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The line from literacy-enabled logic to immortality

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For the first time, I am reading two books together to experience the way they illuminate and duel with one another.  The two books are Walter J. Ong's, Orality & Literacy: The Technologizing of the Word and René Descarte's Discourse on the Method of Properly Conducting One's Reason and of Seeking the Truth in the Sciences.  The result of this experiment in parallel reading is interesting: the experience is like setting my brain on fire. 

One aspect of Ong's book that reliably throws sparks is his overview of characteristics of people from primary oral cultures - that is, societies that don't write or know of writing.  Ong explains:

[A]n oral culture simply does not deal in such items as . . . formally logical reasoning processes [or] . . . articulated self-analysis . . . which derive not simply from thought itself but from text-formed thought.
(p. 55.)  In respect of articulated self-analysis, Ong elaborates:

[I]lliterates [have] difficulty in articulate self-analysis.  Self-analysis requires a certain demolition of situational thinking [typical to people from primary oral societies]. . . . Externals [e.g., amount of land farmed, success of crops planted] command attention [in lieu of internal qualities]. . . . Self-evaluation [gets] modulated into group evaluation ("we") and then handled in terms of expected reactions from others [e.g., no one would respect our group if we were otherwise] . . . . Judgment bears in on the individual from outside, not from within.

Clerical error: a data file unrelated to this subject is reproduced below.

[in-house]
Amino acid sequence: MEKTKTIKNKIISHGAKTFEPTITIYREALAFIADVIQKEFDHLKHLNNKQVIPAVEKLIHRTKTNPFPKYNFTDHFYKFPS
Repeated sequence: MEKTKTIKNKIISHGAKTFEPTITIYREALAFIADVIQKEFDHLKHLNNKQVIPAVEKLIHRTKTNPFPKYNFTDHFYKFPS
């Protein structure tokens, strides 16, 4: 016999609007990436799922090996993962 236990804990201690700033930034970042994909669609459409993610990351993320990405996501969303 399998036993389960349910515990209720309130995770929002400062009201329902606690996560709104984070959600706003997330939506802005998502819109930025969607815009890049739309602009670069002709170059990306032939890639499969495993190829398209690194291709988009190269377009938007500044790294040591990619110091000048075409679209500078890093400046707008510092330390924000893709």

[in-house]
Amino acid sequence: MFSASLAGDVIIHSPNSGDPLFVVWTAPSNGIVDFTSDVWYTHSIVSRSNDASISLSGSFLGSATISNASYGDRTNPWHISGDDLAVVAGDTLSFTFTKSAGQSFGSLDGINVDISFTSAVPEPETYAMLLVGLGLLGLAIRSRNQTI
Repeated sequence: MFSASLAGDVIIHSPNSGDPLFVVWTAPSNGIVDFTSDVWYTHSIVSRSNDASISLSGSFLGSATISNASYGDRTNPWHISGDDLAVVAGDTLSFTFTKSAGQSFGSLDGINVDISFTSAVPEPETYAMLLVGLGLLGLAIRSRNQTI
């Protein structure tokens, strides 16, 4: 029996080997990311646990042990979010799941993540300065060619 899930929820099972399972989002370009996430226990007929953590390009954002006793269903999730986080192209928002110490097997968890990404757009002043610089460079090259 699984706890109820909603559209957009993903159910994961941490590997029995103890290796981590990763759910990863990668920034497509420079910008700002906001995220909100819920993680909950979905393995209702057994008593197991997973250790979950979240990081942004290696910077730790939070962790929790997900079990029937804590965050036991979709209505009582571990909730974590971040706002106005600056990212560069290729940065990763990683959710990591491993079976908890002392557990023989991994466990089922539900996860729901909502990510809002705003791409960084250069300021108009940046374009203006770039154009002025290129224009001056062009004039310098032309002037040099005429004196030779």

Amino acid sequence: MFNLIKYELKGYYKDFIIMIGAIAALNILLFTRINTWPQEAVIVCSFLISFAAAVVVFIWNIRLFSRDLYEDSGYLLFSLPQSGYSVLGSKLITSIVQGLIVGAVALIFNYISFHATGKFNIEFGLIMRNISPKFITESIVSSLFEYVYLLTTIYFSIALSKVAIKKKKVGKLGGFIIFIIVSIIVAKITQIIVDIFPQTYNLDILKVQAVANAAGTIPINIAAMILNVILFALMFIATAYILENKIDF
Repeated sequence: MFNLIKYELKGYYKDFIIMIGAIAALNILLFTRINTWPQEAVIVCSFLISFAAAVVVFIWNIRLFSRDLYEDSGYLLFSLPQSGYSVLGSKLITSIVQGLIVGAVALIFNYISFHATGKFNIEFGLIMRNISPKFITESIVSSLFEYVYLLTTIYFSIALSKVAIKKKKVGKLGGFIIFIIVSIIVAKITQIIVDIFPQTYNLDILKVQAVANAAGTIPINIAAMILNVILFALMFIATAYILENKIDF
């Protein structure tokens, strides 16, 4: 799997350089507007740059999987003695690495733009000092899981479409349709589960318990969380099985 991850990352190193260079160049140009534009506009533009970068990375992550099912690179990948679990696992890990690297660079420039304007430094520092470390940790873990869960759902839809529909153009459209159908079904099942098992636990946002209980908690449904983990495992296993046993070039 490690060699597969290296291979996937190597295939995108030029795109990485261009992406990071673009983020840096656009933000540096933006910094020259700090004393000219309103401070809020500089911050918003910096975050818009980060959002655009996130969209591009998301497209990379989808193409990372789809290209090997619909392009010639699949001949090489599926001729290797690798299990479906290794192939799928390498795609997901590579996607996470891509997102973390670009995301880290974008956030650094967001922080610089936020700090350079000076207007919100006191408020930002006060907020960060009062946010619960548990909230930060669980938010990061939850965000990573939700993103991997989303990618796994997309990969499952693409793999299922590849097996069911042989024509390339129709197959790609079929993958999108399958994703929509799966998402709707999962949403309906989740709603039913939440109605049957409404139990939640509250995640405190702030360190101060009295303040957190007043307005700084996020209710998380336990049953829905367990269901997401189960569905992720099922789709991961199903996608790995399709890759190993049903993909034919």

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(p. 54-55.)  Reading this passage, I immediately thought of Descartes, whose self-analysis as it pertains to the quality of his mind after it emerged from his education is one of the earliest important examples (second, possibly, to Montaigne) of the expansion of human capacities enabled by literacy.  Here is Descartes describing his change in thinking about his education:

I was brought up from childhood on letters, and, because I had been led to believe that by this means one could acquire clear and positive knowledge of everything useful in life, I was extremely anxious to learn them.  But, as soon as I had completed this whole course of study, at the end of which it is usual to be received into the ranks of the learned, I completely changed my opinion.  For I was assailed by so many doubts and errors that the only profit I appeared to have drawn from trying to become educated, was progressively to have discovered my ignorance. 
(p. 29.)  In this short passage, Descartes illustrates the opposite of the characteristics Ong earmarks.  Internals (ignorance vs. knowledgeability) matter.  The self-evaluation is not modulated into a group assessment; on the contrary, Descartes distinguishes himself from the group and societal expectations: whereas "it is usual to be received into the ranks of the learned," Descartes doesn't think he belongs there.  Judgment doesn't bear in on Descartes from the outside (society would consider him "learned"), but from inside (he has discovered his own ignorance).

Formal logic, as much as self-analysis, is foreign to the consciousnesses of people in primary oral cultures.  According to Ong,